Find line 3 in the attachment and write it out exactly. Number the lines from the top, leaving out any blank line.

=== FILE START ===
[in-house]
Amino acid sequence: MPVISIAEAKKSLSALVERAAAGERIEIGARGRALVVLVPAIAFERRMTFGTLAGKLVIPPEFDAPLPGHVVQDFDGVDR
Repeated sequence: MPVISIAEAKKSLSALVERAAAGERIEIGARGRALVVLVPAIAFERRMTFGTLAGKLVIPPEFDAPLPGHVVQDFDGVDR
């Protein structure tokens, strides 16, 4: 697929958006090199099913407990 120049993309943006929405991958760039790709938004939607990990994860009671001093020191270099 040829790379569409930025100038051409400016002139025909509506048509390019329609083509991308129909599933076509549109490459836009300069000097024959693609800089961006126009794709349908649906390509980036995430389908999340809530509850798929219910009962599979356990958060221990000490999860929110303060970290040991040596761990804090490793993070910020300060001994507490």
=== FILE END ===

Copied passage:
Repeated sequence: MPVISIAEAKKSLSALVERAAAGERIEIGARGRALVVLVPAIAFERRMTFGTLAGKLVIPPEFDAPLPGHVVQDFDGVDR